May 27, 2015:
Cannabis plus alcohol is one of the most frequently detected drug combinations in car accidents, yet the interaction of these two compounds is still poorly understood. A study appearing online in Clinical Chemistry, the journal of AACC, shows for the first time that the simultaneous use of alcohol and cannabis produces significantly higher blood concentrations of cannabis’s main psychoactive constituent, Δ9-tetrahydrocannabinol (THC), as well as THC’s primary active metabolite, 11-hydroxy-THC (11-OH-THC), than cannabis use alone.
Currently, 23 states and the District of Columbia have legalized medical cannabis, and Colorado, Washington, Oregon, and Alaska have decriminalized recreational cannabis use. As cannabis becomes more widely accessible, the verdict remains out on whether cannabis intoxication increases the risk of car accidents. Experts agree, however, that the combination of cannabis and alcohol raises the chance of crashing more than either substance by itself. In a study of 1,882 motor vehicle deaths, the U.S. Department of Transportation found an increased accident risk of 0.7 for cannabis use, 7.4 for alcohol use, and 8.4 for cannabis and alcohol use combined.
To shed light on the ways in which cannabis and alcohol interact to negatively impact driving, a group of researchers studied 19 adult participants who drank placebo or low-dose alcohol (with a target peak breath-alcohol concentration of approximately 0.065%) 10 minutes prior to inhaling 500 mg of placebo, low-dose (2.9% THC), or high-dose (6.7% THC) vaporized cannabis. The researchers found that with no alcohol, the median maximum blood concentrations for low and high THC doses were 32.7 and 42.2 µg/L THC, respectively, and 2.8 and 5.0 µg/L 11-OH-THC. With alcohol, the median maximum blood concentrations for low and high THC doses were 35.3 and 67.5 µg/L THC and 3.7 and 6.0 µg/L 11-OH-THC — which is significantly higher than without alcohol.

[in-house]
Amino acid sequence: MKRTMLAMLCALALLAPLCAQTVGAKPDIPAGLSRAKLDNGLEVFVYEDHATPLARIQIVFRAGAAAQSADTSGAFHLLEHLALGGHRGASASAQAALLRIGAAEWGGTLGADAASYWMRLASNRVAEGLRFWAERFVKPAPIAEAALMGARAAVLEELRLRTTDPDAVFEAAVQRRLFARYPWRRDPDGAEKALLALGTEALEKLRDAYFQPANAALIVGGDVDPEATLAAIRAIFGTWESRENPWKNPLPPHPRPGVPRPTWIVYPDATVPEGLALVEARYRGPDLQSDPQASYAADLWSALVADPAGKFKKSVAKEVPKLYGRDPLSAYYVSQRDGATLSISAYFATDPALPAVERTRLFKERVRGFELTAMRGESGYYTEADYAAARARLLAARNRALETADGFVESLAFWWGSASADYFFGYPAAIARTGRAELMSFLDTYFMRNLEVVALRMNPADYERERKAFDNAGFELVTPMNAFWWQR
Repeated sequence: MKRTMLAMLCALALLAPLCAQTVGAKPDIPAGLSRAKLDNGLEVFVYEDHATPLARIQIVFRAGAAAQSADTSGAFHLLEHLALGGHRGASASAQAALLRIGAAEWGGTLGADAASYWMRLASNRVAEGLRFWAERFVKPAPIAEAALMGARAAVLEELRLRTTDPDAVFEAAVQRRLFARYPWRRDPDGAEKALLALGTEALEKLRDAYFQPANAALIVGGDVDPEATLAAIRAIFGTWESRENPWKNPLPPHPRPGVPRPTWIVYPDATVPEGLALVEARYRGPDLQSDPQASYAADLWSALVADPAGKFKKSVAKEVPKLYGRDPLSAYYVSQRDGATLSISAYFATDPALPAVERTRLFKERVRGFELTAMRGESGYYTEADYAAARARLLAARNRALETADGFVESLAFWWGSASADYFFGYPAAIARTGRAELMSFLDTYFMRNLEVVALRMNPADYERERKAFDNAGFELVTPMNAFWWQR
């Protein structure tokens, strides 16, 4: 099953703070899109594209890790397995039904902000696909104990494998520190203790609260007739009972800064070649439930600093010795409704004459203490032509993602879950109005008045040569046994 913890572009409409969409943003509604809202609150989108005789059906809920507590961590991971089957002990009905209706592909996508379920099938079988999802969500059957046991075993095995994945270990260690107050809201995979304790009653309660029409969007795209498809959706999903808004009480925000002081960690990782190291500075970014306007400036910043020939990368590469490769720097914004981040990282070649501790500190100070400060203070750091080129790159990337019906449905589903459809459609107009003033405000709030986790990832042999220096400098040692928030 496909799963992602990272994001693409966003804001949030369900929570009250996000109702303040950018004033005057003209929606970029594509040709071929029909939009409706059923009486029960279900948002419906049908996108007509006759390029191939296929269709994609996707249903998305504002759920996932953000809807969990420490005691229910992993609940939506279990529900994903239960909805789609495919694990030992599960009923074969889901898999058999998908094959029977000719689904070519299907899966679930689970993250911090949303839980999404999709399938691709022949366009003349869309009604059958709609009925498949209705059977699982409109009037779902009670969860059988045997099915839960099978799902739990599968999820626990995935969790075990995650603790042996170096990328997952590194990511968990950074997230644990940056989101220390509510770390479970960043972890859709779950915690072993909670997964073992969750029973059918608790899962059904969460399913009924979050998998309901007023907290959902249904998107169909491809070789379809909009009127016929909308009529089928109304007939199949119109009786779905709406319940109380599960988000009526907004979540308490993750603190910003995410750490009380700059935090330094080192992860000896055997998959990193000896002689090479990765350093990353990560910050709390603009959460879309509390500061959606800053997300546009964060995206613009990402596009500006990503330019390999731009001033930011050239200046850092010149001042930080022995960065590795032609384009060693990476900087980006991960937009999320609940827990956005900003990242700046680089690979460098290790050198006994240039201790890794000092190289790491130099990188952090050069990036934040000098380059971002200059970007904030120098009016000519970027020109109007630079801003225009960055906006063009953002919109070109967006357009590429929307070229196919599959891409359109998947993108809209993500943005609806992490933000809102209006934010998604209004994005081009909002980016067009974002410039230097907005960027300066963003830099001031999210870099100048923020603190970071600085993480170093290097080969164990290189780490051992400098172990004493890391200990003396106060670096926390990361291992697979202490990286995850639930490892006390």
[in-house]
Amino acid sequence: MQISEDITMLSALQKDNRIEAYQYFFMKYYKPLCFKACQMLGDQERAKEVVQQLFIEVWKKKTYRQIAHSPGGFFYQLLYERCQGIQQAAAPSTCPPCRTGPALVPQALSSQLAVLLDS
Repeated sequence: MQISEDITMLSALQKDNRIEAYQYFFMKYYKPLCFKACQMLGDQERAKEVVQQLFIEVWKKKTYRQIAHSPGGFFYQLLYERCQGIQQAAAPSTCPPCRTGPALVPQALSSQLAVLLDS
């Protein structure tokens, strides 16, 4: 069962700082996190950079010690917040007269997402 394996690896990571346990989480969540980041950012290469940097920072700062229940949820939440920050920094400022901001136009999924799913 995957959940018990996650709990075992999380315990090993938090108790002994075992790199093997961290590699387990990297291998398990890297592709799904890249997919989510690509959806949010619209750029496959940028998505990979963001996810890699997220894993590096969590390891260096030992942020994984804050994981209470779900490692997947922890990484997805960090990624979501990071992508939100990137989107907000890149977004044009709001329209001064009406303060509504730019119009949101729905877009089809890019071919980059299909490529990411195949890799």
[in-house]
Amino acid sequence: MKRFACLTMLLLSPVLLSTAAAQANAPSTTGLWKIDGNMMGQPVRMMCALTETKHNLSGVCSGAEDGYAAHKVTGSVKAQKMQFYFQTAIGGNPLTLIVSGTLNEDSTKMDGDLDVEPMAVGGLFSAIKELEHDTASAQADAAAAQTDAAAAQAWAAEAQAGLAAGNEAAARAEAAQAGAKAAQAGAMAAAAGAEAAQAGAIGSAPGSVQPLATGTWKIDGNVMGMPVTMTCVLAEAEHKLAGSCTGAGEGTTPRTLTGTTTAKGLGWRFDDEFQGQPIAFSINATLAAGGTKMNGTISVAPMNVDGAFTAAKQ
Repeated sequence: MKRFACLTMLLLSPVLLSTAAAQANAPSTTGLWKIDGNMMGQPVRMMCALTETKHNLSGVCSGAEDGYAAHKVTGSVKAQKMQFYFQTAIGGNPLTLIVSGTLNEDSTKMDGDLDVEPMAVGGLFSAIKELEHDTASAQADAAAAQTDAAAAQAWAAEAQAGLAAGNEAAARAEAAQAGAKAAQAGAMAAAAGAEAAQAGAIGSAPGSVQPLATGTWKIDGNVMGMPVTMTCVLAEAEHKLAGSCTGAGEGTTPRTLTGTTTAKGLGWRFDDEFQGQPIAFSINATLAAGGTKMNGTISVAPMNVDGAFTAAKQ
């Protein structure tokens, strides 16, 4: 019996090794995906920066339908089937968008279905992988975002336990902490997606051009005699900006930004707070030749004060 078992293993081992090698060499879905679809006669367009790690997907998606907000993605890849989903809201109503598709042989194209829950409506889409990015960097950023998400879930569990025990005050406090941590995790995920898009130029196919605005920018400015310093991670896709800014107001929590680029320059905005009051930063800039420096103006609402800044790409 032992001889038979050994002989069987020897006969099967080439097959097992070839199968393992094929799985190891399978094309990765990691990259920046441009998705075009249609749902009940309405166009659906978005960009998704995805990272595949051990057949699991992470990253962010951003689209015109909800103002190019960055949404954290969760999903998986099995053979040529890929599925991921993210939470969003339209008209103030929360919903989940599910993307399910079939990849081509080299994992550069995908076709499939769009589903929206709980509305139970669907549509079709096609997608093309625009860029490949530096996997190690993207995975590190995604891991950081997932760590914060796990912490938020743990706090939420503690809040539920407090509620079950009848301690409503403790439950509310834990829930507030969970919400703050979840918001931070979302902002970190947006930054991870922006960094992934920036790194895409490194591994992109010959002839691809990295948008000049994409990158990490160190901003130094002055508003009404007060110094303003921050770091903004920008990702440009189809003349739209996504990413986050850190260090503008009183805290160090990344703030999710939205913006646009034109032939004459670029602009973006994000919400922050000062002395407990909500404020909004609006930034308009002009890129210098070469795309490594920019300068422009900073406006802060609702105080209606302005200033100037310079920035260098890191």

“The significantly higher blood THC and 11-OH-THC [median maximum concentration] values with alcohol possibly explain increased performance impairment observed from cannabis-alcohol combinations,” said lead study author Marilyn A. Huestis, PhD, of the National Institute on Drug Abuse, Baltimore, Maryland. “Our results will help facilitate forensic interpretation and inform the debate on drugged driving legislation.”
The above post is reprinted from materials provided by American Association for Clinical Chemistry (AACC). Note: Materials may be edited for content and length.
- Marilyn A. Huestis, PhD et al. Controlled Cannabis Vaporizer Administration: Blood and Plasma Cannabinoids with and without Alcohol. Clinical Chemistry, May 2015 DOI:10.1373/clinchem.2015.238287
Date: May 27, 2015
Source: American Association for Clinical Chemistry (AACC)